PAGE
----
For now, it looks like east-end residents will just have to wait and see. In the coming months, the evaluation committee will select the preferred corridor which will be subject to Round 3 of public consultation in the fall. In late winter/early spring 2013, the final round of consultation will assess a preliminary design of the bridge.

Learn more and submit feedback online here.

Comments

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www.kingedwardavenue.com/includes/news/releases/speeding_e.doc

- pc

Get the trucks out of downtown! These 'protestors' should be ashamed of themselves; it's life and death! ANNEX : King Edward Avenue – Serious Accident Inventory: • In December 2009, a male in his 20’s was rushed to hospital with significant trauma after he was struck by a car on Rideau Street near King Edward Avenue; • [Death] In June 2009, a 55-year old male pedestrian was struck by a bus at the corner of King Edward Avenue and Murray Street and died later of his injuries; • In April 2009, a 58-year old male pedestrian was hit by a school bus at the corner of St. Patrick Street and King Edward Avenue (status unknown); • [Death] In March 2009, a 49-year-old mother’s car was struck by a cement truck killing her instantly at King Edward Avenue and St. Patrick Street; • [Death] In October 2008, an 86-year old female pedestrian was struck by a truck near King Edward Avenue on Rideau Street, on the truck route, and died; • In October 2008, a car struck a person in a wheelchair sending the person to hospital. • [Death] In July 2007, a truck hit a car making an illegal turn at St. Patrick Street and King Edward Avenue and the 65-year old passenger was killed; • In March 2007, a 20-year old woman was struck and sustained a broken pelvis bone; • [Death] In September 2006, a truck struck and killed an elderly male pedestrian at King Edward Avenue and Rideau Street. His body was dragged up to 18 meters before the tractor trailer stopped; • In November 2005, a 53-year-old woman was struck at King Edward and Rideau Street and sustained life-threatening injuries; • In June 2003, an 81-year-old man was struck by a truck at King Edward Avenue and Rideau Street and was dragged several meters, but survived; • [Death] In October 2002, a 22-year-old courier driver was thrown from his vehicle and killed instantly when another car struck his parked vehicle on King Edward Avenue at a very high velocity; • A bus driver lost control and crashed into the Tim’s Horton’s at King Edward Avenue and St. Patrick Street in June 2002. Two people were injured. • In December 1997, a 66-year old driver received multiple injuries when his car got into a collision with a small truck; two others were injured; • [Death] In May of 1997, an 86-year-old woman was run over and killed at King Edward Avenue and Rideau Street; her body was crushed under the front tires of the bus; • 20 cyclists and pedestrians were hit by vehicles on the avenue between 1997 and 1999.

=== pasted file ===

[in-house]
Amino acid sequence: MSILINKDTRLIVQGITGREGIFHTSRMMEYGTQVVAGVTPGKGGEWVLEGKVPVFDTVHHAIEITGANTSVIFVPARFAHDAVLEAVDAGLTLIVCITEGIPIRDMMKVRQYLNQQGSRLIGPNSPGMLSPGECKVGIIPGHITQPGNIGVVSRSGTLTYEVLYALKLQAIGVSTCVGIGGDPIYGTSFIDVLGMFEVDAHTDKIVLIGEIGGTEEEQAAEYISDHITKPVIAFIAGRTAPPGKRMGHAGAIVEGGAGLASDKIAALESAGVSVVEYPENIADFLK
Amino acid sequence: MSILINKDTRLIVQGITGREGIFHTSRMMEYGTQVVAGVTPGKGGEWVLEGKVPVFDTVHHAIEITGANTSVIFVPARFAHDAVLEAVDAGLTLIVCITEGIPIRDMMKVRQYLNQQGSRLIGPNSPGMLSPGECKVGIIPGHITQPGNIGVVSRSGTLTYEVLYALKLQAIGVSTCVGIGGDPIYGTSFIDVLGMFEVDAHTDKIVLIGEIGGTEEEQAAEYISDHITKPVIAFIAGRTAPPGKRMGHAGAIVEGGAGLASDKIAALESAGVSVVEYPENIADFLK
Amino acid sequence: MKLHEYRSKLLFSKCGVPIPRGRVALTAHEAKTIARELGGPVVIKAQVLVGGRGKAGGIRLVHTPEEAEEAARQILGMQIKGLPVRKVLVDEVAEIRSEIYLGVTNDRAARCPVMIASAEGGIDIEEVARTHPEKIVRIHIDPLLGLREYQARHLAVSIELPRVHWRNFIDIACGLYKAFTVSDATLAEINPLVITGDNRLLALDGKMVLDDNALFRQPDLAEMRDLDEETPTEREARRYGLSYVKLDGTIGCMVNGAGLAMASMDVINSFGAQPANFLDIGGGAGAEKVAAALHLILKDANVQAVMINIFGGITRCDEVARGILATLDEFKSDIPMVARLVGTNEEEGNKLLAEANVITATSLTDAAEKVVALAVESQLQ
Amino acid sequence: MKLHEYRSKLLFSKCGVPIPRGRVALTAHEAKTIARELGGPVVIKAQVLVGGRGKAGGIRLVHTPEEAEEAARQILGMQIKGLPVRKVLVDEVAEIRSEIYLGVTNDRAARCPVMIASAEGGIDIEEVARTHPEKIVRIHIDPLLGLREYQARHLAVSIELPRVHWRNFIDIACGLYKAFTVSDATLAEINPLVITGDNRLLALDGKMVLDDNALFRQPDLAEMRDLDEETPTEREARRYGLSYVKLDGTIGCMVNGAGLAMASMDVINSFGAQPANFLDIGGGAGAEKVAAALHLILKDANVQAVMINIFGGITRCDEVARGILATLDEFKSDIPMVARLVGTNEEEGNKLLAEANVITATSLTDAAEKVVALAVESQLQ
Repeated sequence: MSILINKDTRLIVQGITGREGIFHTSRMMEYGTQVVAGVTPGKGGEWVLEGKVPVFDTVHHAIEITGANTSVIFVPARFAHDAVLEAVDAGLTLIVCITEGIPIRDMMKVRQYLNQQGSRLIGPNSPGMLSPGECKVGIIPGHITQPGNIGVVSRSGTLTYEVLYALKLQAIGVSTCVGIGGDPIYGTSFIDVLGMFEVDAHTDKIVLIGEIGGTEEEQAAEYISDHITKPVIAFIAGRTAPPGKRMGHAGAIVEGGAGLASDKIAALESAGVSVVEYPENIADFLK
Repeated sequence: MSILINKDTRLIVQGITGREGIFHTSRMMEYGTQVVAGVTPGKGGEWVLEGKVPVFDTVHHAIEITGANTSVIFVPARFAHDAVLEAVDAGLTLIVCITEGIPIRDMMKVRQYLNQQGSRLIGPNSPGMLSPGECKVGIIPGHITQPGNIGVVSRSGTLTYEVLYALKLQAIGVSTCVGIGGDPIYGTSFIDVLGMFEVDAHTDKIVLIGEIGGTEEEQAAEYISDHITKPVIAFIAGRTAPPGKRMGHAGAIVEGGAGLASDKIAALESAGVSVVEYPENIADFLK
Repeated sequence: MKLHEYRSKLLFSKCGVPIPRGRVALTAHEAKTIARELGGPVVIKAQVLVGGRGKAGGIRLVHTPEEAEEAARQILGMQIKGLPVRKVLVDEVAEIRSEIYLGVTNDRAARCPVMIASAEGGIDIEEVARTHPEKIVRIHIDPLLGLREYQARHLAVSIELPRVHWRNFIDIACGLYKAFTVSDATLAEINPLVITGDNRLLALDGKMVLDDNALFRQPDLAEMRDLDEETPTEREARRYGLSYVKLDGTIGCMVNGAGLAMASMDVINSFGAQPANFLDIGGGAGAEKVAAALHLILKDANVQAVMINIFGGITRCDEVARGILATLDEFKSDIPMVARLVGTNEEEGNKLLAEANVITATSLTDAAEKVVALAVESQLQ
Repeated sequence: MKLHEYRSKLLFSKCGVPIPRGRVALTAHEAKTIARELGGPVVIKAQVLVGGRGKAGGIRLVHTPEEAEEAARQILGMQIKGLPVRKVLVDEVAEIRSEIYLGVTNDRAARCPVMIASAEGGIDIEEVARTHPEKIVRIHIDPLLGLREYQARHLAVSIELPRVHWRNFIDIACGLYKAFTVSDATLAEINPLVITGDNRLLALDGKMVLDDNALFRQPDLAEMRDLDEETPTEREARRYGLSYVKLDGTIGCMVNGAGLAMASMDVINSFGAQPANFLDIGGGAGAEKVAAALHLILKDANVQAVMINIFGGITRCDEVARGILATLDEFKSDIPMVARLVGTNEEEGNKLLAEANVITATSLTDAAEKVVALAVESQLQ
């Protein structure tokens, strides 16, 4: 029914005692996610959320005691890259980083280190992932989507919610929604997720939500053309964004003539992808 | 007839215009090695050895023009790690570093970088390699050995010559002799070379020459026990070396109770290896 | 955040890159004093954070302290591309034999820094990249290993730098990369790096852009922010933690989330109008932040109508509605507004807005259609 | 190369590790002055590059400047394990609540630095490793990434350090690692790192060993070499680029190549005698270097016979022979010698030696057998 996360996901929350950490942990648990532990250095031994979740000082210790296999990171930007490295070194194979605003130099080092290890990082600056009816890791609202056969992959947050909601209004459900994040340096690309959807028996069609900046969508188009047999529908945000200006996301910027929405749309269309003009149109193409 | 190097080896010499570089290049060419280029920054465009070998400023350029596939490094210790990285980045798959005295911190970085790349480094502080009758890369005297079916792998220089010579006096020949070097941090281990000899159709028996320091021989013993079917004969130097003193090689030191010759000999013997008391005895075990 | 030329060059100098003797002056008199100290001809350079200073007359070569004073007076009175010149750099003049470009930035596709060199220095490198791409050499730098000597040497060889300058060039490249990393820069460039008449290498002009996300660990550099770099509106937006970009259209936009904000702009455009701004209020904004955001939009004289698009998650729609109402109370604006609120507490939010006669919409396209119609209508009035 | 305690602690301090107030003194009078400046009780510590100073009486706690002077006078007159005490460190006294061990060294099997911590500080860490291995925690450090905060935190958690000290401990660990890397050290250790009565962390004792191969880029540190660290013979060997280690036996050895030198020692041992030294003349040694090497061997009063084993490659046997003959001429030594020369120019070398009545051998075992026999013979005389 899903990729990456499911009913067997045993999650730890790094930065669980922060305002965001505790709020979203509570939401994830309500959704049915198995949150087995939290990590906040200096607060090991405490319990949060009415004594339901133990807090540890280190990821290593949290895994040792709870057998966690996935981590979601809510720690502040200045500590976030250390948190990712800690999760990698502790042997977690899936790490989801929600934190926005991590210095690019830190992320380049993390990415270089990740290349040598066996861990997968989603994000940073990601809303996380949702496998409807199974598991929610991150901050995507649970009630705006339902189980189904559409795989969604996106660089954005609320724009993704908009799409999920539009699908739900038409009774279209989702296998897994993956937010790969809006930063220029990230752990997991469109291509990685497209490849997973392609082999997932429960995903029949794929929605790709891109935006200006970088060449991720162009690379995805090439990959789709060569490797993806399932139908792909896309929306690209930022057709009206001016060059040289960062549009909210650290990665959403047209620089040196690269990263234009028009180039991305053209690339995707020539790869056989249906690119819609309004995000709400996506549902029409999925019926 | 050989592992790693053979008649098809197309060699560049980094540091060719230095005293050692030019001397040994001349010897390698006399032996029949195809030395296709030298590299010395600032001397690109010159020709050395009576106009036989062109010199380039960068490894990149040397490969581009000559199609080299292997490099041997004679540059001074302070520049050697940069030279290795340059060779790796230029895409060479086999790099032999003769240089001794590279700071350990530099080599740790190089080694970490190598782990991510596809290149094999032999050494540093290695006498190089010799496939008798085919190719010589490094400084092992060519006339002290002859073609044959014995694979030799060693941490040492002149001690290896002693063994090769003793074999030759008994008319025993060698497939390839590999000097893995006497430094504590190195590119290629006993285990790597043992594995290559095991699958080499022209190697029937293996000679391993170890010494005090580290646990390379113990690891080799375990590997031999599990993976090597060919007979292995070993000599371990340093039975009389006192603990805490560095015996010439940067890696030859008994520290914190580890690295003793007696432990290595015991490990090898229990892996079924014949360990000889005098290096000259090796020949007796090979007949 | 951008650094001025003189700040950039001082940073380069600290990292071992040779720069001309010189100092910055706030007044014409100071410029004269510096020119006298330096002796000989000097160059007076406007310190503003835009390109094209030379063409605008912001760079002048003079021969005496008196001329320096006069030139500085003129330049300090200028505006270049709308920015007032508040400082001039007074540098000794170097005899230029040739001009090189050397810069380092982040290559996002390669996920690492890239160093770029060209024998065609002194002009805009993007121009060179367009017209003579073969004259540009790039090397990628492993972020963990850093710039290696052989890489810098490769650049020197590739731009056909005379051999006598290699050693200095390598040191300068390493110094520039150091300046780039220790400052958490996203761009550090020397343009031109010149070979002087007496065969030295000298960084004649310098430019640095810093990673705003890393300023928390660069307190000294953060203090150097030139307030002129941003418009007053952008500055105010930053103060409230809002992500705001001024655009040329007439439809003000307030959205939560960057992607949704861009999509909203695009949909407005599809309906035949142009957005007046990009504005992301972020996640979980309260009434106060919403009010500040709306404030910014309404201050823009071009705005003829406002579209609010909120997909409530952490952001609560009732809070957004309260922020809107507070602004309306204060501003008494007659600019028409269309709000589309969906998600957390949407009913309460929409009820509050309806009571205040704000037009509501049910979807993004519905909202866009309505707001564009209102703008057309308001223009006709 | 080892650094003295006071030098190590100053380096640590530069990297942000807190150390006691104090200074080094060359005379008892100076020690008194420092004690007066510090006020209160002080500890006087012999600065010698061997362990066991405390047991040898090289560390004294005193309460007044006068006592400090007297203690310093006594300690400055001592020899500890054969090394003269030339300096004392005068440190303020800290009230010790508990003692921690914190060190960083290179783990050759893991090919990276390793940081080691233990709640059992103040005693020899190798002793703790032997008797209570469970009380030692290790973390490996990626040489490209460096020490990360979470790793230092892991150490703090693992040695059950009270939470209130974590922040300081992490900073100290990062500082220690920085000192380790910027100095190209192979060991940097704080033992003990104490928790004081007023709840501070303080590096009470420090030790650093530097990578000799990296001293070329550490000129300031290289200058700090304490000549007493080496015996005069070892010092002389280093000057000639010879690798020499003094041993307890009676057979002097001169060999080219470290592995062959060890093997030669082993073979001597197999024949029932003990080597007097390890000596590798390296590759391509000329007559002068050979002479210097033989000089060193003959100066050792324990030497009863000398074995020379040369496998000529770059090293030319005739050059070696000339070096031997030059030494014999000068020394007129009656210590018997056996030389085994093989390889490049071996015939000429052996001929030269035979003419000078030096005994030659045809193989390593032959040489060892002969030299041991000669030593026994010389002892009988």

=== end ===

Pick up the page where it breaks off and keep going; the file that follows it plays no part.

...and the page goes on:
- pc